While this story is about a robbery, it’s not a news report. This is a textual fist, clenched angrily at the basketball Gods! It’s the silent outcry over one of the bigger what-ifs in NBA history. While the twenty-first century has blessed basketball fans with the primes of Kobe Bryant and LeBron James occurring close to and occasionally coinciding with one another, the two generational talents never went head to head in The Finals.1 Quite frankly, we got robbed y’all!
Why is it important?
A battle between two superstars of such magnitude on the NBA’s biggest stage could have — and should have, for that matter — been this generation’s ‘Magic vs. Bird’. Not unlike the two 80s stars, they shared a sneaker outfitter in Nike, ready to market the living hell out of the Kobe and LeBron signature lines.
Unlike with Team USA Basketball, there has never been a ‘passing of the torch’ moment with those highly influential players on the NBA level. Since LeBron played in the East for the entirety of Kobe’s career, fans were restricted to a maximum of two matchups per season. An NBA Finals series — ideally over seven games — would have offered the perfect stage for the two giants to collide.
Why didn’t it happen?
There is a six-year stretch during which either the Lakers or the Cavs/Heat have made the NBA Finals.2 Looking back at the rosters that both Kobe and (especially) LeBron have managed to
drag lead there says as much about the players’ individual brilliance as it does about their General Managers’ incapacity.
Here’s a quick summary of what went wrong in each of those seasons resulting in the basketball world going 0 for 6 on a potential Kobe-LeBron-Final:
- 2007: LeBron’s Cavs lost in The Finals while Kobe put up 33, 5, and 4 in a losing effort against the Suns in Round 1 with Jordan Farmar as his starting Point Guard.3 Lamar Odom did chip in 19 and 13.
- 2008: Kobe’s Lakers lost in The Finals. However, LeBron’s 47 points (27/6/7 on the series) were not enough to get the Cavs4 past Boston in Game 7 of Round 2. Zydrunas Ilgauskas and Delonte West were the team’s next leading scorers at 23 points … combined.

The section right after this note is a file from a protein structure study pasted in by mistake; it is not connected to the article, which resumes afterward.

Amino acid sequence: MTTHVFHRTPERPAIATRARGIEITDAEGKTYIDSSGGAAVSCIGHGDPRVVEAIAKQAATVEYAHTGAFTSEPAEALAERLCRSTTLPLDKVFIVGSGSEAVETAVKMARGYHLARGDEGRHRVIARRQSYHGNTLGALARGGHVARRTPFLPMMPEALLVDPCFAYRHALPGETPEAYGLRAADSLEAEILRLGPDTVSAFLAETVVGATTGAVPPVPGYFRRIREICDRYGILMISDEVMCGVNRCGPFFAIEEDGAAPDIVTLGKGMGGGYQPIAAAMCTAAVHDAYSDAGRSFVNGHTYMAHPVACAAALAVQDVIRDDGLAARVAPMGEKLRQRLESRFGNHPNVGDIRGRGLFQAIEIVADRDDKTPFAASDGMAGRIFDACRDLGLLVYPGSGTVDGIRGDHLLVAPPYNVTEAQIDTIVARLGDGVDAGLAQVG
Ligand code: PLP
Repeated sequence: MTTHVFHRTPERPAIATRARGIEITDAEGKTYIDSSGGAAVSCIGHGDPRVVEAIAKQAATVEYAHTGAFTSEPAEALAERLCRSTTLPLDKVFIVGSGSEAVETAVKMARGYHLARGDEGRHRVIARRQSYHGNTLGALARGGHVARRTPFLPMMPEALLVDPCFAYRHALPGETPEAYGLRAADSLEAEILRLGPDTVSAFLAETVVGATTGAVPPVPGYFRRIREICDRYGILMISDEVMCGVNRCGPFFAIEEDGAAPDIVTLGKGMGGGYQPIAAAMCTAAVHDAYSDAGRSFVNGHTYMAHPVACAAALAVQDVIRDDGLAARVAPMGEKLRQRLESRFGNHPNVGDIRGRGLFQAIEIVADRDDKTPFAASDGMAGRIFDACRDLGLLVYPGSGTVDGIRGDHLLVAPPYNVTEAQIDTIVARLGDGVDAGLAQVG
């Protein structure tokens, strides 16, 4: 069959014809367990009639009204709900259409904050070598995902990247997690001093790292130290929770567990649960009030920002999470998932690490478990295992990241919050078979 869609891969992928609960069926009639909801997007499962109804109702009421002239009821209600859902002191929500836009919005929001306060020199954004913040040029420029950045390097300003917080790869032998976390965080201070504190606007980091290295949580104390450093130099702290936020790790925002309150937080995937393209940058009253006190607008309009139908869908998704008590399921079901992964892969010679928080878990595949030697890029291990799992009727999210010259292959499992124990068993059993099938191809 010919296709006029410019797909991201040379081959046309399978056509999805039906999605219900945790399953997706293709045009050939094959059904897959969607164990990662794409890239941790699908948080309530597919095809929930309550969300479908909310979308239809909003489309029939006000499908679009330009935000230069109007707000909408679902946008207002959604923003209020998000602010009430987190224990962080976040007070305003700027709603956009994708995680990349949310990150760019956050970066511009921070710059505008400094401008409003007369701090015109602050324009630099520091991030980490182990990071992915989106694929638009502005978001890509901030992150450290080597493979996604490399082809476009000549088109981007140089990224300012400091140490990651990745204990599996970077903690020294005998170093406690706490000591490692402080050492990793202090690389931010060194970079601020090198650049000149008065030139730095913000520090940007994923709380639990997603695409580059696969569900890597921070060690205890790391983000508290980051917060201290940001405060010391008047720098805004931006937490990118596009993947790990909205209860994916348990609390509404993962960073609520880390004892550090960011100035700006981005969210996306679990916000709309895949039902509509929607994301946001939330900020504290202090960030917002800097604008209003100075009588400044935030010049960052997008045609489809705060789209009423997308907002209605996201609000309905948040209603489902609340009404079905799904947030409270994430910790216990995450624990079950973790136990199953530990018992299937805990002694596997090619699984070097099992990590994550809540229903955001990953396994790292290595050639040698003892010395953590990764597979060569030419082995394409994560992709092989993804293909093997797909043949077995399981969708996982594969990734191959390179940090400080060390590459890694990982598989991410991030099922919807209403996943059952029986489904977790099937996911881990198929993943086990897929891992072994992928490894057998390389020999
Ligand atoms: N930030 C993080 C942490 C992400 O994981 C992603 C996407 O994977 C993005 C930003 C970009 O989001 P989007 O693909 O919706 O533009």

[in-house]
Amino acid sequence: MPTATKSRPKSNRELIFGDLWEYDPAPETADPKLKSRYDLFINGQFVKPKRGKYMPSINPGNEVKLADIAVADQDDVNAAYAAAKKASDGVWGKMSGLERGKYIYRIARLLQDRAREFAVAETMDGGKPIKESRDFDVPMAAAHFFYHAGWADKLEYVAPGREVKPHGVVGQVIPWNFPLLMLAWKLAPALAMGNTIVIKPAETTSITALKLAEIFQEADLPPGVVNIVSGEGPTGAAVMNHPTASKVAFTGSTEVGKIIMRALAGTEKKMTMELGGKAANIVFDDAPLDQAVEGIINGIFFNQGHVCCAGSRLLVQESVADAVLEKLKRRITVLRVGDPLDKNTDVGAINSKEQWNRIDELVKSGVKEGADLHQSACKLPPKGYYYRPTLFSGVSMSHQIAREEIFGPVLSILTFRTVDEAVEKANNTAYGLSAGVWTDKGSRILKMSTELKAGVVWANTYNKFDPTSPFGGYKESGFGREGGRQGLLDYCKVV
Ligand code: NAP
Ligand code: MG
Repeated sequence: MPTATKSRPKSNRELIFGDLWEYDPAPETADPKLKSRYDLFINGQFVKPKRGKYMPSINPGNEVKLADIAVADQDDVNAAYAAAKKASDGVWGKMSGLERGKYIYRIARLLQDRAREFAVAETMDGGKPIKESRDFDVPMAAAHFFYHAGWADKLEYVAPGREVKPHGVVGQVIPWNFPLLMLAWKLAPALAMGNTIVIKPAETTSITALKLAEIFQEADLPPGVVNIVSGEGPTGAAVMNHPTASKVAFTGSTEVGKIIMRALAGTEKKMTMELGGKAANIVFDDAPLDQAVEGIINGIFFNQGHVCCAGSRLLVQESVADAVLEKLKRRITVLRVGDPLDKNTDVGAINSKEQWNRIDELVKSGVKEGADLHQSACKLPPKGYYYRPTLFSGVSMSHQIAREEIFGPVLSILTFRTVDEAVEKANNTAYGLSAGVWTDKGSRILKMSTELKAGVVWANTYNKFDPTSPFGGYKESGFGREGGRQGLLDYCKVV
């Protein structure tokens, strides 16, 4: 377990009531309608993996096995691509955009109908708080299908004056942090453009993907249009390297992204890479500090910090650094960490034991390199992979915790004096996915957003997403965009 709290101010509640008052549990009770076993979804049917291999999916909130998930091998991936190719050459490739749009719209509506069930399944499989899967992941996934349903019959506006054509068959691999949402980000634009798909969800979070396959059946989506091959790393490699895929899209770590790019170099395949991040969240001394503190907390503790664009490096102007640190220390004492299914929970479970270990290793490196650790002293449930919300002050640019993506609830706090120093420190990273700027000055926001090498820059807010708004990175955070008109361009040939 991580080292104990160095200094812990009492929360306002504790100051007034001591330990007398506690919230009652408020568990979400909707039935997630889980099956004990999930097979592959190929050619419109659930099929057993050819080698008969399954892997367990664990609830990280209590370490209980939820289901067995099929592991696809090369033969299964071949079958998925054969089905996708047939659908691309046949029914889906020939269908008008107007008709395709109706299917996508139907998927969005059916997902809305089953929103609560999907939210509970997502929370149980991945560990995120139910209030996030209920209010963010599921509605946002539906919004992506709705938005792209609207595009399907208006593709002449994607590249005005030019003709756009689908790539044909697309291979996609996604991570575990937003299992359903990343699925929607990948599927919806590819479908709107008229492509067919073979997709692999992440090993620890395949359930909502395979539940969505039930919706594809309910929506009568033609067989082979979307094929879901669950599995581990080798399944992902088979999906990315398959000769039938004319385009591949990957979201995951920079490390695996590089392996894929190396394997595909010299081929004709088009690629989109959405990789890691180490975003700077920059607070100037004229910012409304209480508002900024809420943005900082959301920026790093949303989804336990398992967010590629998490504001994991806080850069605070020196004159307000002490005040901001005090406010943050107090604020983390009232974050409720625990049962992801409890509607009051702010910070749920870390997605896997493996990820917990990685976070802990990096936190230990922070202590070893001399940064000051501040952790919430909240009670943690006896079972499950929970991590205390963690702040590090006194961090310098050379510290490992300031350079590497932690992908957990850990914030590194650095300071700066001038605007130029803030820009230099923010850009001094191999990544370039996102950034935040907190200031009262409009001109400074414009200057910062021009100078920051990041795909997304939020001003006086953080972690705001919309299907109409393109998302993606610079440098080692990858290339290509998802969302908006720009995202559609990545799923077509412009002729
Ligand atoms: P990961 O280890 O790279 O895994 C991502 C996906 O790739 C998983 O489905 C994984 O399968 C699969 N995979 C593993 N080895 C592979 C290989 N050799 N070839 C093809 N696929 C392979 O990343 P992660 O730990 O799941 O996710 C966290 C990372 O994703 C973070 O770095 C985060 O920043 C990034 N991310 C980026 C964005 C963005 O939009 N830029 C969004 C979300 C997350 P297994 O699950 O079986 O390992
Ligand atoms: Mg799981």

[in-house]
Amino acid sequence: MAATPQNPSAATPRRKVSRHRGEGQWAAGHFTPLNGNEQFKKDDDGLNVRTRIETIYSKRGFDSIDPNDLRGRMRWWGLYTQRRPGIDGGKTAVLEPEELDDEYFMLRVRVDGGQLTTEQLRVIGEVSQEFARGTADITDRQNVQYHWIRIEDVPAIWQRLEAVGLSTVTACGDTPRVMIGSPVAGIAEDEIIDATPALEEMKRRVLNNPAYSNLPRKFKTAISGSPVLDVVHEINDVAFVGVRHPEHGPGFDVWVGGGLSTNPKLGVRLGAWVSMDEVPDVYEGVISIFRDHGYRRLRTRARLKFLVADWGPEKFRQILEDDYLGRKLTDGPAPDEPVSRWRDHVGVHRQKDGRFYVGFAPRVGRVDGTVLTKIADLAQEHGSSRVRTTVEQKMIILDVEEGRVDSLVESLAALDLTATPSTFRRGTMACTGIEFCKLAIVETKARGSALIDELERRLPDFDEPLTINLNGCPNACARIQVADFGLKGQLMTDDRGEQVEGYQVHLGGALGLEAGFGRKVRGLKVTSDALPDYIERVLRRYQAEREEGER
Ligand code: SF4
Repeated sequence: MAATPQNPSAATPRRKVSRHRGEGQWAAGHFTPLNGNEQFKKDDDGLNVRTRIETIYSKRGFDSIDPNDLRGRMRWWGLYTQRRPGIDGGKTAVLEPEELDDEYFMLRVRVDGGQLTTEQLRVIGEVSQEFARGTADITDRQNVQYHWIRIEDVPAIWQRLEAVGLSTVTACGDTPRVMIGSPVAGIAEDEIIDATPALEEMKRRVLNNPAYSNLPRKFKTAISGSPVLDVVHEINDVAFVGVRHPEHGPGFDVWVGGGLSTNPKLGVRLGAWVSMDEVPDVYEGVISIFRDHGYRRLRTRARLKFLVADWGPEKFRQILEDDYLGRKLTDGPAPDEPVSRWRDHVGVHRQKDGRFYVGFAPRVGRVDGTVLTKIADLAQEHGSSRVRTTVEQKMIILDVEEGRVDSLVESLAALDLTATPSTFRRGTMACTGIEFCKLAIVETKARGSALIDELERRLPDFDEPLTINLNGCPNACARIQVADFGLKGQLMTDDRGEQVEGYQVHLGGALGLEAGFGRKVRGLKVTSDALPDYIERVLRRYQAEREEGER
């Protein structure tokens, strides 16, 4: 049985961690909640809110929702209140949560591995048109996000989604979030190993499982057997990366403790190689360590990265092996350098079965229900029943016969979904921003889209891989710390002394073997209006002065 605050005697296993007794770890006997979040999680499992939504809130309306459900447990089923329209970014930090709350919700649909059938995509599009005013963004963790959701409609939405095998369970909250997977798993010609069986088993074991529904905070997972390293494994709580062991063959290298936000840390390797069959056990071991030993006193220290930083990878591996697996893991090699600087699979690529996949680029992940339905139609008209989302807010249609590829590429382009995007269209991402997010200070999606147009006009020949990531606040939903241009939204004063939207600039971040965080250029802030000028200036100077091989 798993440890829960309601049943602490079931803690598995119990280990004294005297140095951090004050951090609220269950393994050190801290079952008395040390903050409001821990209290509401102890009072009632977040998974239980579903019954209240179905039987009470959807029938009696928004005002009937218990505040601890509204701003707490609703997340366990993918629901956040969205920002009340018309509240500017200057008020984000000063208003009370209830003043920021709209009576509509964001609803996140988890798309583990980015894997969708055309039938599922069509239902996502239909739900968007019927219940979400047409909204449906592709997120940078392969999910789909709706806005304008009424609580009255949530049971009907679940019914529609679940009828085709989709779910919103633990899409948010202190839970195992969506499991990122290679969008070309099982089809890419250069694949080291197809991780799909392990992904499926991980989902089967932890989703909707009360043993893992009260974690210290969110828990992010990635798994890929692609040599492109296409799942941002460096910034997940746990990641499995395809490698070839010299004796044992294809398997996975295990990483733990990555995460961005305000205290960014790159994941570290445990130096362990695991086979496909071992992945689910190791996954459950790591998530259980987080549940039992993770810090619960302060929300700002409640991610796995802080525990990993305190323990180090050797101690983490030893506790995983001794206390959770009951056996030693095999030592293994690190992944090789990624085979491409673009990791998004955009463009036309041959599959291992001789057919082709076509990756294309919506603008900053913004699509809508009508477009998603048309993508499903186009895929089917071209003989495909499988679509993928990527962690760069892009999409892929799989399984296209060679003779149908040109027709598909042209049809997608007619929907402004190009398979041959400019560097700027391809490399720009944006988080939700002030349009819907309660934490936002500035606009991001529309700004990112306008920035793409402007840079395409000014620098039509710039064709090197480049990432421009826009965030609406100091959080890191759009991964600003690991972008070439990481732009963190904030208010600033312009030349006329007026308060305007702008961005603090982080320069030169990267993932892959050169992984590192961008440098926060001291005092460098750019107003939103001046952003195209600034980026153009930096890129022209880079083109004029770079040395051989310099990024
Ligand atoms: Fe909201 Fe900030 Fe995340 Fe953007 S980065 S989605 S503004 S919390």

- 2009: Kobe’s Lakers won The Finals, but the Magic shot 40% from three against the Cavs5 despite LeBron’s best efforts (38/8/8) in the Eastern Conference Finals. Cleveland got a second All Star by default for winning 66 games that season. It was Mo Williams, who averaged 16 points in the postseason.
- 2010: Kobe’s Lakers won The Finals against Boston, who needed the full force of their Big Three to “end” a 25-year-old’s tenure in Cleveland, according to Kevin Garnett. The difference between LeBron (27/9/7) and washed-up Shaq (13,5 PPG) as the Cavs’6 second fiddle is big enough to fit … well, Shaq.
- 2011: LeBron’s Heat lost in The Finals while Kobe (23/3/2 and 36 in Game 4) and the Lakers7 got blown out by the Mavs in Round 2. Pau and Bynum combined for 25 in a disastrous series.
- 2012: LeBron’s Heat won The Finals, whereas Kobe’s Lakers8 fell to the surging OKC Thunder in five games in Round 2. It was the last round of Pau (12,5 PPG) and Bynum (17) as Kobe’s (31/5/3) running mates.
What happened in their best seasons?
While some parts of their primes overlapped, Kobe Bryant got to the league seven years earlier than LeBron James. Here’s a look at (probably) the best single-season performance each of them has delivered:9
Kobe’s 2005/06 campaign was obviously not his most successful one, at least not from a team success point of view. However, if you’re wondering when Bean was the most unstoppable, ask the 2006 Toronto Raptors (or three-quarters of the Dallas Mavericks, for that matter). Unfortunately, LeBron was just 21 years old and, in only his second NBA season, had vastly insufficient help that year.10 Then again, so did Kobe.11